Monday, May 07, 2018

COLUMN: East Moline

I wonder what everyday people think our newsroom is like? Do you picture a bunch of neurotic, overly-caffeinated chain-smokers wearing fedoras with little cards that say "PRESS," each struggling to be heard over the clickety-clack of typewriters and screaming editors? Wrong -- we lost the hats, like, years ago.

Or maybe you envision one of our popular "fake news" cabals, where me and the rest of the Illuminati gather routinely to sup the blood of the innocent while figuring out the best ways to subvert you and your government THIS week.  You poor sheeple, you probably still think a METEOR killed the dinosaurs. (It was Hillary.)

The honest truth is that our office is probably a lot like YOUR office: mostly boring, sometimes fun, often not at all fun, and very seldom column-worthy. But they say you should write what you know, and all I know this month is that we've moved to a new office in a new town and I'm trying my very best to defy my inner nature and not FREAK OUT.

After umpteen years (and 22 of my gainful employment,) we've parted ways with our long-time home in downtown Moline and have now set up shop in uncharted waters on the edge of downtown East Moline. Whenever change occurs in my life, it's usually my job to curl up into a little ball and assume that the world is ending. But the only thing I'm accomplishing by curling into a ball is making myself late for work. Besides, I bruised my tailbone so bad on the ice that curling is outside my range of motion at the moment.

So I've been taking the optimistic route. Or at least the quiet route. It hasn't been bad. It's just been... different.

• The only real red mark against the new digs is that it increases my commute by eleven minutes each way. That's eleven additional minutes I could be sleeping, and that's a huge infraction in my book. At least, it's eleven interesting minutes commuting alongside the Ben Butterworth Parkway, which offers compelling views of ducks, water, nature, and the occasional beloved seafood restaurant tragically engulfed in flame. (RIP Captain's Table, please come back soon!) 

• The future's so bright, I gotta wear shades. Windows were such a rare commodity in our old building that we notoriously had a light that management would switch on to let us know it was raining outside. Our new building, however, appears to be fully constructed and supported by windows. I'm not kidding. If Ella Fitzgerald cracks ONE high C, we're done for. It's a bit intimidating.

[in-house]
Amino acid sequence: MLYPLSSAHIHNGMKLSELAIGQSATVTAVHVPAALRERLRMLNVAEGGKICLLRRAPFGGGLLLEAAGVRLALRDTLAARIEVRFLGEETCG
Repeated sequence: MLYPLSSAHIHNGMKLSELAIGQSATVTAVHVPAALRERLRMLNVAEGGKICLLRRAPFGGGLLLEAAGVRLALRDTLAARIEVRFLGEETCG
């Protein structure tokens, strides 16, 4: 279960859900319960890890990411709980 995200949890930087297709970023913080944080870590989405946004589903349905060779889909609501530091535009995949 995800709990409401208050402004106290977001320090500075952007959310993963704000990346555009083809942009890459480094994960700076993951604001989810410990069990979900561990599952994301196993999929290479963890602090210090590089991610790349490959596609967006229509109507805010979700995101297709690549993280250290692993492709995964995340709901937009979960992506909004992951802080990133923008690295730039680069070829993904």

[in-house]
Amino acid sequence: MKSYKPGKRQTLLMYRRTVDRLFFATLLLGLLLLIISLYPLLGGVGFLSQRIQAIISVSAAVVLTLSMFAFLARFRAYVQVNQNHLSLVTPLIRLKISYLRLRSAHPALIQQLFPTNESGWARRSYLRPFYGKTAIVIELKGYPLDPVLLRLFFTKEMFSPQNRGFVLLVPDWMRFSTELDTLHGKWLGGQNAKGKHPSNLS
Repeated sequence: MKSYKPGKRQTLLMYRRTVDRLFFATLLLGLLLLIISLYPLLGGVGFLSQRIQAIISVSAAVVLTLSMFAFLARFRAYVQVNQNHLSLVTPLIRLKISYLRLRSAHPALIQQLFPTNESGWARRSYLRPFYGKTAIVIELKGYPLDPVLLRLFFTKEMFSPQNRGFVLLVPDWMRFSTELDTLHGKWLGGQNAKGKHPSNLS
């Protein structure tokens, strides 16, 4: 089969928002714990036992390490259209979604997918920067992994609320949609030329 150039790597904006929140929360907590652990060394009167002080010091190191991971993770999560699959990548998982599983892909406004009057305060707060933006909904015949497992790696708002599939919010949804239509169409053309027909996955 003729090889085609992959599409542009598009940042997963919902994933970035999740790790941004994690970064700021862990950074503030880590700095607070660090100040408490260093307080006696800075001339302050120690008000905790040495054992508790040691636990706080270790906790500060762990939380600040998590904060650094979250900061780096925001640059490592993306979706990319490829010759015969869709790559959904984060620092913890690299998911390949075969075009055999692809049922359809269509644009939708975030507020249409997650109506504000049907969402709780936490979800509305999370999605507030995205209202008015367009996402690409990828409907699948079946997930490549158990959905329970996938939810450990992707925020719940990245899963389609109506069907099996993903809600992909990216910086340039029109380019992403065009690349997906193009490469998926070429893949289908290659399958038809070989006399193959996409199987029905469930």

• We've gone from a building with countless nooks, crannies, and hiding places to a one-room cubicle farm. I am now a pod person, communicating with co-workers only when their heads pop over their cubes like prairie dogs.

• I've never even worked on the same floor as our reporters before. Now I share a cubicle wall with them. Specifically, with their police scanner, which every eighteen seconds goes, "KKKK! ROGER 12 ADAM WE HAVE A 10-43 IN PROGRESS. ONE ADAM 19 CHARLIE TANGO VICTOR OUT! KKKK!" I have no idea what any of it means, but it definitely sounds more exciting than what I'm doing.

• We all have new phones at our desks, and they're great, except when they're ringing, which is always. For some ungodly reason, every default ringtone on these phones sounds like a wicked new age harp solo. And when eight of them are ringing at once (as is often the case,) it sounds like a gaggle of Enyas arguing with one another.

• On the plus side, there's nothing more fun than watching my co-workers get co-worked up over having to wait for trains. I hail from Galesburg, a town where you're lucky to get from your kitchen to your bathroom without having to wait for Amtrak to pass. Take it from a professional trainspotter: when the gate comes down and a coal train comes sauntering by, all you can do is accept that you're going to be late, relax, and enjoy the travelling museum of graffiti art before you.

• Dear East Moline, you've been very welcoming. You all seem quite lovely. But your water tastes icky. And I live in Rock Island, so I know plenty about icky-tasting water. Please don't be offended while I stick with Dasani.

Actually, East Moliners, now that I've insulted your water, I need a little help. I don't know much about your town, and I need to find some good lunch haunts in our new neck of the woods. Any suggestions? E-mail me at and let my stomach be your plaything.

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